But on the viewless wings of Poesy,
Though the dull brain perplexes and retards:
Already with thee! tender is the night,
And haply the Queen-Moon is on her throne,
Cluster’d around by all her starry Fays;
But here there is no light,
Save what from heaven is with the breezes blown
Through verdurous glooms and winding mossy ways.

I cannot see what flowers are at my feet,
Nor what soft incense hangs upon the boughs,
But, in embalmed darkness, guess each sweet
Wherewith the seasonable month endows
The grass, the thicket, and the fruit-tree wild;
White hawthorn, and the pastoral eglantine;
Fast fading violets cover’d up in leaves;
And mid-May’s eldest child,
The coming musk-rose, full of dewy wine,
The murmurous haunt of flies on summer eves.

Darkling I listen; and, for many a time
I have been half in love with easeful Death,
Call’d him soft names in many a mused rhyme,
To take into the air my quiet breath;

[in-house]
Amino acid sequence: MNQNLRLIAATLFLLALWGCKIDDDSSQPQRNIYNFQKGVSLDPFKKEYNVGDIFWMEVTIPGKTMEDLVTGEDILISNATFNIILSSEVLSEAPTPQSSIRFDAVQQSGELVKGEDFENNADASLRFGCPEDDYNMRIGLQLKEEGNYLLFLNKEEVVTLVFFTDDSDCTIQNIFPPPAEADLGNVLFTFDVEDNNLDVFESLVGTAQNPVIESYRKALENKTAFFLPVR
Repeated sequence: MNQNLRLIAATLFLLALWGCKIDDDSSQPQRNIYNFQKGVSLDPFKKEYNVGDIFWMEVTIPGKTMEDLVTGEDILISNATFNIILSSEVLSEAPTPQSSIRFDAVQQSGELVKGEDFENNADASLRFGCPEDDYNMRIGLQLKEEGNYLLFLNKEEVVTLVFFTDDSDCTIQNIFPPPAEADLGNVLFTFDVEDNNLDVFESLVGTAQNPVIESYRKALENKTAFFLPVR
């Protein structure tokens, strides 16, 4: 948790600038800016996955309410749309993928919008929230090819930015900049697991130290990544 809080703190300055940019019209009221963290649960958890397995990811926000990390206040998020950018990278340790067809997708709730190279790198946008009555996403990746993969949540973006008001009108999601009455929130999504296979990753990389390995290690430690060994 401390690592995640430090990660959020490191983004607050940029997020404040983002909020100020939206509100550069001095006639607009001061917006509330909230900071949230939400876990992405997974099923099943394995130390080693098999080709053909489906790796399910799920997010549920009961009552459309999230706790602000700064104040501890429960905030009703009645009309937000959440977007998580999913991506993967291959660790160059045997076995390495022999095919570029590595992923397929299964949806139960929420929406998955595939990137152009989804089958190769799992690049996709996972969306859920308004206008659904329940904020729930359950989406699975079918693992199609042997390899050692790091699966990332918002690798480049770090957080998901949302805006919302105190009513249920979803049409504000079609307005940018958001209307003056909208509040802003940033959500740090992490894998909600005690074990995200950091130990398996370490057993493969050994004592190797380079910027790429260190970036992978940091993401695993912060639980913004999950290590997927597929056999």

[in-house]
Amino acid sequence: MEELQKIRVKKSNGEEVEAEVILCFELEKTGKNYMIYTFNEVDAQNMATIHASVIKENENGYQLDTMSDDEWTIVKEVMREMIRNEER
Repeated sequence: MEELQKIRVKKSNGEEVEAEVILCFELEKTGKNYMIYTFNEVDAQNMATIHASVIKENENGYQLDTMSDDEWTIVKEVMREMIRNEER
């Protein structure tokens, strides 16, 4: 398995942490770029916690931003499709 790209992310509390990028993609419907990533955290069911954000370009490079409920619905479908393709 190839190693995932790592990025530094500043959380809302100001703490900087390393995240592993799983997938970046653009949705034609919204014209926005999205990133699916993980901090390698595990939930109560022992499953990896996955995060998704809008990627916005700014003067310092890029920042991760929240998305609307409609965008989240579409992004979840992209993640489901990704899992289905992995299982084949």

Now more than ever seems it rich to die,
To cease upon the midnight with no pain,
While thou art pouring forth thy soul abroad
In such an ecstasy!
Still wouldst thou sing, and I have ears in vain—
To thy high requiem become a sod.

Thou wast not born for death, immortal Bird!
No hungry generations tread thee down;
The voice I hear this passing night was heard
In ancient days by emperor and clown:
Perhaps the self-same song that found a path
Through the sad heart of Ruth, when, sick for home,
She stood in tears amid the alien corn;
The same that oft-times hath
Charm’d magic casements, opening on the foam
Of perilous seas, in faery lands forlorn.

Forlorn! the very word is like a bell
To toil me back from thee to my sole self!
Adieu! the fancy cannot cheat so well
As she is fam’d to do, deceiving elf.
Adieu! adieu! thy plaintive anthem fades
Past the near meadows, over the still stream,
Up the hill-side; and now ’tis buried deep
In the next valley-glades:
Was it a vision, or a waking dream?
Fled is that music:—Do I wake or sleep?

John Keats, 1819


In Poetry on December 17, 2009 at 10:32 pm

The Sisters

In the vine-shadows on the veranda;
under the yellow leaves, in the cooling sun,
sit two sisters. Their slow voices run
like little winter creeks, dwindled by frost and wind,